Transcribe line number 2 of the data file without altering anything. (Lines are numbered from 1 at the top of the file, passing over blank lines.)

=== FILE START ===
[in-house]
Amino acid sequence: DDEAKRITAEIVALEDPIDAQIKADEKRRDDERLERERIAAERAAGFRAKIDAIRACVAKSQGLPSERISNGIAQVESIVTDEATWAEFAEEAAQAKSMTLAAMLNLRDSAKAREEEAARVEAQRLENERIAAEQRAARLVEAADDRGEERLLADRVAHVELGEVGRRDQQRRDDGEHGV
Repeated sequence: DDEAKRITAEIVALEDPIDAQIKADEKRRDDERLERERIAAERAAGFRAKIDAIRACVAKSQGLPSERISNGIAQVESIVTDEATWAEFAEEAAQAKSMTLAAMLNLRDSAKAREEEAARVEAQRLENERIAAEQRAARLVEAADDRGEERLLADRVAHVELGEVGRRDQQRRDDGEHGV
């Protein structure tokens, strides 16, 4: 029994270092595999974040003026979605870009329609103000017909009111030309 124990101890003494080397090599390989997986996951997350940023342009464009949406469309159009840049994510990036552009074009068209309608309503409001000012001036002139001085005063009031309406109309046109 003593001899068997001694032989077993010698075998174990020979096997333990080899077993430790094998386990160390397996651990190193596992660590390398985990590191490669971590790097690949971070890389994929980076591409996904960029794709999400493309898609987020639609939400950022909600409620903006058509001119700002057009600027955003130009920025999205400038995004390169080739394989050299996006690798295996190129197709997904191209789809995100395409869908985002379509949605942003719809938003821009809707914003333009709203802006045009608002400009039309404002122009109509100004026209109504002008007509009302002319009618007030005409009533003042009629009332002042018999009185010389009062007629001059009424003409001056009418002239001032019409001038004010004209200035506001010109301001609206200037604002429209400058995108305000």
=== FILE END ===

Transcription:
Amino acid sequence: DDEAKRITAEIVALEDPIDAQIKADEKRRDDERLERERIAAERAAGFRAKIDAIRACVAKSQGLPSERISNGIAQVESIVTDEATWAEFAEEAAQAKSMTLAAMLNLRDSAKAREEEAARVEAQRLENERIAAEQRAARLVEAADDRGEERLLADRVAHVELGEVGRRDQQRRDDGEHGV